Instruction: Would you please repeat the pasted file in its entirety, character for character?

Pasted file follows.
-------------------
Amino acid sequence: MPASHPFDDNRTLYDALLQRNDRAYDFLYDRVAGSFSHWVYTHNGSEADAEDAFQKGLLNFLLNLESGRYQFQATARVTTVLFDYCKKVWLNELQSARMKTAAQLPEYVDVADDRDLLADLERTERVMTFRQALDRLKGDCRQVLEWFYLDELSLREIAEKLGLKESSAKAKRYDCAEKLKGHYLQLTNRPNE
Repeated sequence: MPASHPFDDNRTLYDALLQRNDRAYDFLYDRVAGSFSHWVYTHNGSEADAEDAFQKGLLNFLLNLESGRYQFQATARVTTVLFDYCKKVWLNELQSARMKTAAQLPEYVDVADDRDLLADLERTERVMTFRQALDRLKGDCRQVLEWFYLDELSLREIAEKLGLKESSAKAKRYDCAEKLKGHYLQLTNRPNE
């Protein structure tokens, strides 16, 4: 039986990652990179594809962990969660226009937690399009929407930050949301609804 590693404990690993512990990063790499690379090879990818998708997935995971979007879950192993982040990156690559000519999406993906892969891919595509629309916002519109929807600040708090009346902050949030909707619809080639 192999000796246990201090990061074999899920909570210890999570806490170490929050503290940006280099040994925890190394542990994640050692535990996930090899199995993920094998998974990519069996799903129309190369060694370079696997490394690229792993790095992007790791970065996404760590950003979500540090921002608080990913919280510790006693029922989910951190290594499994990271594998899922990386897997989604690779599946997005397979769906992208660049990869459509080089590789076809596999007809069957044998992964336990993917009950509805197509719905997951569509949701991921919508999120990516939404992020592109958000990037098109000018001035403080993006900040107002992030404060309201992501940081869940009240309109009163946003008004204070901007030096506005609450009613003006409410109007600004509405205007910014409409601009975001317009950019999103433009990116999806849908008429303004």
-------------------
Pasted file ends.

Amino acid sequence: MPASHPFDDNRTLYDALLQRNDRAYDFLYDRVAGSFSHWVYTHNGSEADAEDAFQKGLLNFLLNLESGRYQFQATARVTTVLFDYCKKVWLNELQSARMKTAAQLPEYVDVADDRDLLADLERTERVMTFRQALDRLKGDCRQVLEWFYLDELSLREIAEKLGLKESSAKAKRYDCAEKLKGHYLQLTNRPNE
Repeated sequence: MPASHPFDDNRTLYDALLQRNDRAYDFLYDRVAGSFSHWVYTHNGSEADAEDAFQKGLLNFLLNLESGRYQFQATARVTTVLFDYCKKVWLNELQSARMKTAAQLPEYVDVADDRDLLADLERTERVMTFRQALDRLKGDCRQVLEWFYLDELSLREIAEKLGLKESSAKAKRYDCAEKLKGHYLQLTNRPNE
């Protein structure tokens, strides 16, 4: 039986990652990179594809962990969660226009937690399009929407930050949301609804 590693404990690993512990990063790499690379090879990818998708997935995971979007879950192993982040990156690559000519999406993906892969891919595509629309916002519109929807600040708090009346902050949030909707619809080639 192999000796246990201090990061074999899920909570210890999570806490170490929050503290940006280099040994925890190394542990994640050692535990996930090899199995993920094998998974990519069996799903129309190369060694370079696997490394690229792993790095992007790791970065996404760590950003979500540090921002608080990913919280510790006693029922989910951190290594499994990271594998899922990386897997989604690779599946997005397979769906992208660049990869459509080089590789076809596999007809069957044998992964336990993917009950509805197509719905997951569509949701991921919508999120990516939404992020592109958000990037098109000018001035403080993006900040107002992030404060309201992501940081869940009240309109009163946003008004204070901007030096506005609450009613003006409410109007600004509405205007910014409409601009975001317009950019999103433009990116999806849908008429303004």